Old English Goat characteristics. The Old English Goat is a breed with notable adaptability to the British climate, showcasing exceptional constitution and hardiness.
Thriving in various weather conditions, these goats are resilient foragers and can consume a diverse range of foods. They exhibit a unique trait of drinking water at the temperature of their surroundings.
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Old English Goat breed
The Old English Goat, a compact and resourceful breed, is well-suited for supplying a household with a consistent milk source and the occasional kid for the freezer. Known for its hardiness, this goat boasts an extended lactation period, often lasting up to 18 months, and is bred for milking every other year.
These goats possess ample bellies and a robust digestive system that efficiently processes bulky foods. In contrast to larger dairy breeds, they require minimal concentrate ration to maintain their condition and milk yield.
Typically, the small size of these goats allows their horns to remain intact. They exhibit a variety of colors, including black, brown, or grey, with dark legs and the possibility of white patches. Their thick outer coat, accentuated by a cashmere undercoat (especially noticeable in winter), distinguishes them.
Nanny goats are characterized by beards, ‘trousers,’ and other hairy embellishments. The breed does not accept toggles on the neck or Swiss-style markings.
History of Old English Goat
Once a common sight among cottagers in the 19th century, the Old English Goat saw a decline in popularity as incomes rose, leading to reduced demand for house goats. The trend shifted towards importing and breeding larger, higher-yielding goat types, facilitated by a Stud Goat Scheme introduced by an early British Goat Society.
This initiative, offering males of ‘improved’ breeds, contributed to the diminishing presence of native domestic goats, with the possibility that non-feral goats in the country now trace some ancestry to Swiss or Nubian breeds.
Old English Goat Characteristics
Old English Goats exhibit a natural adaptation to the British climate, with their outstanding constitution and hardiness being among their key attributes. Unfazed by inclement weather, these goats willingly forage for a diverse range of foods and are content to drink water at the ambient temperature.
- Cobby: The goat is short-coupled, with short legs, resulting in the height from withers to brisket being equivalent to the height from elbow to ground.
- “Moderately fine” muzzle: Intermediate between the fine browsing muzzle of the Anglo-Nubian and the relatively broad muzzle of Swiss-derived dairy goats.
- Small ears: When folded forward, the ear should not extend beyond the corner of the mouth, with a preference for an even shorter ear.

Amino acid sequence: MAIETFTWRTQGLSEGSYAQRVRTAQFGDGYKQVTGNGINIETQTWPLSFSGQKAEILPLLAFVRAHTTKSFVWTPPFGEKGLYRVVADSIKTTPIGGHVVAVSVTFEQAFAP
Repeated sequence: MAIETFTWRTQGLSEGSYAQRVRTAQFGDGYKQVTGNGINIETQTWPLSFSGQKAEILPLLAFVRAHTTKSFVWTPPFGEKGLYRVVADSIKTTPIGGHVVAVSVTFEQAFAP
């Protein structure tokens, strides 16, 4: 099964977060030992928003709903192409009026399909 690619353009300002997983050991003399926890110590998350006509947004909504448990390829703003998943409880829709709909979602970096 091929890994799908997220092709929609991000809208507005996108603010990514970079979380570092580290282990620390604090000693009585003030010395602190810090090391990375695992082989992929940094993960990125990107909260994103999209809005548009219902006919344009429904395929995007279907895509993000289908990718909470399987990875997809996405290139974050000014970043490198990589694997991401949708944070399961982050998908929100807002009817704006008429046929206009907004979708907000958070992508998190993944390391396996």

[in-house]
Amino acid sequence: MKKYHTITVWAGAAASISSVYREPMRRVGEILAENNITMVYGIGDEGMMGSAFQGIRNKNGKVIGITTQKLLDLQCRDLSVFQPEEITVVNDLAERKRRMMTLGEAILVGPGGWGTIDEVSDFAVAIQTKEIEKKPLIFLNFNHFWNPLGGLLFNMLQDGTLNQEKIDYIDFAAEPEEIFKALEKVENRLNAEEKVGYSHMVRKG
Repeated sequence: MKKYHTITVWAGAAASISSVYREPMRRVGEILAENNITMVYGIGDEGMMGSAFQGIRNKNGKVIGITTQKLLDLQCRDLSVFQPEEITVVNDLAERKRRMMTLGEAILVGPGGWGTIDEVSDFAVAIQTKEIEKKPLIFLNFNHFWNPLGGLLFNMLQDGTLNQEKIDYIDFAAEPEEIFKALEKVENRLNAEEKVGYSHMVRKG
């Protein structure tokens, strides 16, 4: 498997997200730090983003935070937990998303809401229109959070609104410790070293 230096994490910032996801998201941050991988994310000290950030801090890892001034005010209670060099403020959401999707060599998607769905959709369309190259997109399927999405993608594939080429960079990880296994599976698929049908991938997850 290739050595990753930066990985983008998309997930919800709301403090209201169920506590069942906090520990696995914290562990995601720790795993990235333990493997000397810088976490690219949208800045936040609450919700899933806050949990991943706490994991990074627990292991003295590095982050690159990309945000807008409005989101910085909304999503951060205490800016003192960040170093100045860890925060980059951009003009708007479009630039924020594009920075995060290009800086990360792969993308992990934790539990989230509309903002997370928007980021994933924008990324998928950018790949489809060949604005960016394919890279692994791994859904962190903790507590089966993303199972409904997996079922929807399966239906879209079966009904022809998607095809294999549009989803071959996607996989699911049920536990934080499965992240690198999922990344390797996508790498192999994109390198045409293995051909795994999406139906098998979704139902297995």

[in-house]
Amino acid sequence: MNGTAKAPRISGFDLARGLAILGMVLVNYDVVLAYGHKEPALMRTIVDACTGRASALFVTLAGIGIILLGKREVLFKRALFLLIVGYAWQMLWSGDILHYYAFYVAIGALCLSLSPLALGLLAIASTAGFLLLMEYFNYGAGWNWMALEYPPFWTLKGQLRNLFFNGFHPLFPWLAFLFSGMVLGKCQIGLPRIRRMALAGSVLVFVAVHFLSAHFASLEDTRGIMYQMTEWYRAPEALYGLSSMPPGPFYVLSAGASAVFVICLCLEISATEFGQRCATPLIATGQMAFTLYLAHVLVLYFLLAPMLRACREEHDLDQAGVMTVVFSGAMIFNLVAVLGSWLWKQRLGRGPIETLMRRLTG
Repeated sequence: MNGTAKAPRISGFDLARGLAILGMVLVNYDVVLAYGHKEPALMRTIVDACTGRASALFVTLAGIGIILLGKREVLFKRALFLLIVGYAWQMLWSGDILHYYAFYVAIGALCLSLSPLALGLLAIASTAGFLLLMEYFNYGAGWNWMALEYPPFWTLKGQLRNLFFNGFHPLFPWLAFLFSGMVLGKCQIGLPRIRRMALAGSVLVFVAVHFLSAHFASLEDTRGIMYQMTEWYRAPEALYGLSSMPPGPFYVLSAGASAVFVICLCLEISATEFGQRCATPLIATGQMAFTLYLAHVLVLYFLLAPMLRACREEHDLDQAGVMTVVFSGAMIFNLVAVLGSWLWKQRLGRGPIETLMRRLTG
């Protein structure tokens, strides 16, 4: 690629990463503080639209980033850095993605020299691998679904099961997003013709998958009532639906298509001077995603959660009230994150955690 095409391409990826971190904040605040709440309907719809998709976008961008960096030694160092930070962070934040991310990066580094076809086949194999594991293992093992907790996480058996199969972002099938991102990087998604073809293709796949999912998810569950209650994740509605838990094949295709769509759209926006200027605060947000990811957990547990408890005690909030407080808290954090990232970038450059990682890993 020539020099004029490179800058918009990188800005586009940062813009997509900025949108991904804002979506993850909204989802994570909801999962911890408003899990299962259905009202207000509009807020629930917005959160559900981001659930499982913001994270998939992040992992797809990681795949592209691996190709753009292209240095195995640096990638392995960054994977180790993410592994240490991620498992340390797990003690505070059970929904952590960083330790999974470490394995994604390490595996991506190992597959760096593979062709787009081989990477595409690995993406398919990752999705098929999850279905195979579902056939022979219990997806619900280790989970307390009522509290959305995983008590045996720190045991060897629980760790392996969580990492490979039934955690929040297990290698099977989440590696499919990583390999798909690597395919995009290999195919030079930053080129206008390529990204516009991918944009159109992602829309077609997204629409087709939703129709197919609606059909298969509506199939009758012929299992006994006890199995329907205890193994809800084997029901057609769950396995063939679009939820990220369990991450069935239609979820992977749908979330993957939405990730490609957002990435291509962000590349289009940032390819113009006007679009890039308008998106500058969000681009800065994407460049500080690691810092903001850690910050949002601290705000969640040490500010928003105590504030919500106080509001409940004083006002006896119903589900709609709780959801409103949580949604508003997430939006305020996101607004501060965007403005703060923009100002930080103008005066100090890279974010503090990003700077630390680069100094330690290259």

- Swiss markings: This inherited color pattern includes prominent white stripes on the face, white ears, white legs below the knee, and a white rump.
The Old English Goat is characterized by its small and “cobby” build. Adult females should measure 26 inches at the withers (with a range of 24″ to 28″ considered acceptable), while males should be 28 inches (with a range of 26″ to 30″ being acceptable).
The body is deep and broad-chested, featuring a prominent breastbone and capacious belly. Short, well-boned legs support the goat, and the back should maintain a level profile from withers to hips before gently sloping down to the tail base. A well-attached udder with evenly sized teats pointing slightly forward is ideal.
Head, Ears, And Horns
Tapering to a moderately fine muzzle with a dished facial profile, the head of the Old English Goat is adorned with a beard in both sexes. Small, pricked ears add to its distinctive appearance.
While most goats naturally sport horns, a minority may be born without them. Horns are typically set well apart, rising straight up initially and then curving backward (scimitar) or twisting outward (Dorcas). The neck should be devoid of tassels.
Old English Goats exhibit variable colors, typically shades of grey or brown with frequent black markings. White patches are acceptable, while “Swiss” markings, characterized by prominent white stripes on the face, white ears, white legs below the knee, and a white rump, are not permissible.
Characteristics of Old English Goat
The Old English Goat is characterized by several distinct features.
- Adaptability to British Climate: Naturally adapted to the British climate, showcasing resilience and hardiness.
- Foraging Capability: Thrives as a forager, unbothered by poor weather conditions, and capable of consuming a wide range of foods.
- Water Temperature Tolerance: Exhibits the unique behavior of drinking water at the ambient temperature.